AK versions in .223 (5.56x45NATO)

Tigerclaw_xTigerclaw_x Member Posts: 155 ✭✭✭
edited March 2007 in Ask the Experts
Hi. I am interested in purchasing an AK version in 5.56x45 (.223 Rem)
Besides Vepr II and Vepr K what else is available? Which are are good, descent models, and, most importantly, what magazines do they need (and where to get them)
I appologize in advance about this stupid question, but all my search online gave me very little information, except that the Vepr is unavailable now and that the Romanian AKs in 5.56 do not take all the magazines.

Can you please help a newbie?

Thank you in advance


  • MPinkstonMPinkston Member Posts: 799 ✭✭✭✭
    edited November -1
    There is also the SAR3 made in Romania. I havn't seen any new ones in a while but you may stumble across a used rifle.
  • TruenoTrueno Member Posts: 1 ✭✭
    edited November -1
    Stop by the boards at akforum.net, it's a must-have for tech and knowledge.

    Great bunch of people and no childishness like most of the AK boards.

  • ern98ern98 Member Posts: 1,725 ✭✭✭✭✭
    edited November -1
    Norinco used to make a .223 also. The mags for it were very different from the 7.62x39 variety. They were not interchangeable. The .223 mags were 5 to 10 times more expensive a while back, I'm not sure as to what they are going for these days. But, if I wanted a .223 for blasting away with, I'd get a mini 14. If I wanted a .223 for accuracy shooting I'd get a AR15 type of rifle with a bull barrel and scoped flat top receiver. If I just wanted an AK, I'd get the 7.63x39 and enjoy. Come to think about it, I did all three of those things.

    As far a mags availability, I just went over to the www.gunbroker.com auction site. I went to clips and typed in "ak .223" and got a dozen hits. High capacity mags are running there from $35 to $55 per mag.
  • cmd66cmd66 Member Posts: 1,418 ✭✭✭✭✭
    edited November -1
  • tsr1965tsr1965 Member Posts: 8,682
    edited November -1
    For top shelf, check out the boys at Arsenal. They do the very best quality work available. They have many variations also. If you go to the auction page, and do a search under the semi-auto for Arsenal, you should see a few. You can get both stamped, and milled reciever versions to boot!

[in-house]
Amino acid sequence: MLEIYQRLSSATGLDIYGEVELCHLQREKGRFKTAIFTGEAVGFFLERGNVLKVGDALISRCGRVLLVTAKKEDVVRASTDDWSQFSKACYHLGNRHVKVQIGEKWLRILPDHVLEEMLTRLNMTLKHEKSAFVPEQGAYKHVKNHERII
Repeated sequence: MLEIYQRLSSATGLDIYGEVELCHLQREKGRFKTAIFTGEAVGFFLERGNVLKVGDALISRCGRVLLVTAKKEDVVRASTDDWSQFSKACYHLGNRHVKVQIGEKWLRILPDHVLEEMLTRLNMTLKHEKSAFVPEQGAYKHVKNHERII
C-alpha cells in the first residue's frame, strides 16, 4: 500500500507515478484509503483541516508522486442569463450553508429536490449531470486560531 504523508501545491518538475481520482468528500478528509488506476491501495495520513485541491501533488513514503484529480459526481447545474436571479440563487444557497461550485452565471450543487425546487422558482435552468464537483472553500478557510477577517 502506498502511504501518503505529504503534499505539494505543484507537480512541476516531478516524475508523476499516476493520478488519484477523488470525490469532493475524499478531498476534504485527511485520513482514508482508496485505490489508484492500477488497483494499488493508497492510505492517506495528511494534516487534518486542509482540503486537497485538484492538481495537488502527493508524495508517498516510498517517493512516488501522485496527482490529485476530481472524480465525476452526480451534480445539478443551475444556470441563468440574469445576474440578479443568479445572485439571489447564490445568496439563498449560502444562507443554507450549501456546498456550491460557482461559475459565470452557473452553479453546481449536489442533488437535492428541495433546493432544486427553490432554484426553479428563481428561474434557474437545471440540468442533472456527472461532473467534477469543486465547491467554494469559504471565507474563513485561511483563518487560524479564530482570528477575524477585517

• ObiWanObiWan Member Posts: 1,054 ✭✭✭✭
    edited November -1
    Romanian PAR-3. Pump Action AK.

    Can be converted to semi auto by pressing out the barrel for a semi-auto one, change gas tube and piston.
  • Tigerclaw_xTigerclaw_x Member Posts: 155 ✭✭✭
    edited November -1
    Thank you for replies.
    Arsenal/Bulgarian guns indeed have a great reputation, however, they are quite expensive.
    I can't seem to be able to find Yugo M95 version, except in kits, which is not helpful, especially since I do not own a hydraulic press to install a barrel into a receiver (I was told that I need one).
    Romanian guns have their own mags, so do the Norinco ones.
    I was considering RUger Mini14, but it is too expensive and magazines are not cheap, besides, it is NOT an AK.

    Do besides Romanian and Arsenal, who else makes those.
    Is it a good idea to have Saiga .223 modified into an AK with 18 inch barrel? How good is Saiga's barrel and receiver?

    Thank you very much in advance

  • v35v35 Member Posts: 13,200
    edited November -1
    I understand plastic 5.45 Russian mags work but they can't be filled to capacity or they jam.
  • tsr1965tsr1965 Member Posts: 8,682
    edited November -1
    you do not need a hydraulic press to install the barrel into the trunion. Using micrometers, and calipers, measure the ID of the trunion, and the OD of the barrel. you want the barrel OD to be .001-.002" bigger than the ID of the trunion. Liquid Nitrogen works best if you can get it, but Dyr Ice, is also a beautiful thing. The temperature of dry ice, which is a derivative of ambient air, and CO2, nears -100degrees farenheight. put the back end of the barrel in some crushed dry ice for about an hour. It will slip right in to the trunion. However, make sure every thing is lined up where it should be, as they are a bear to take back out after they stabilize at room temp.
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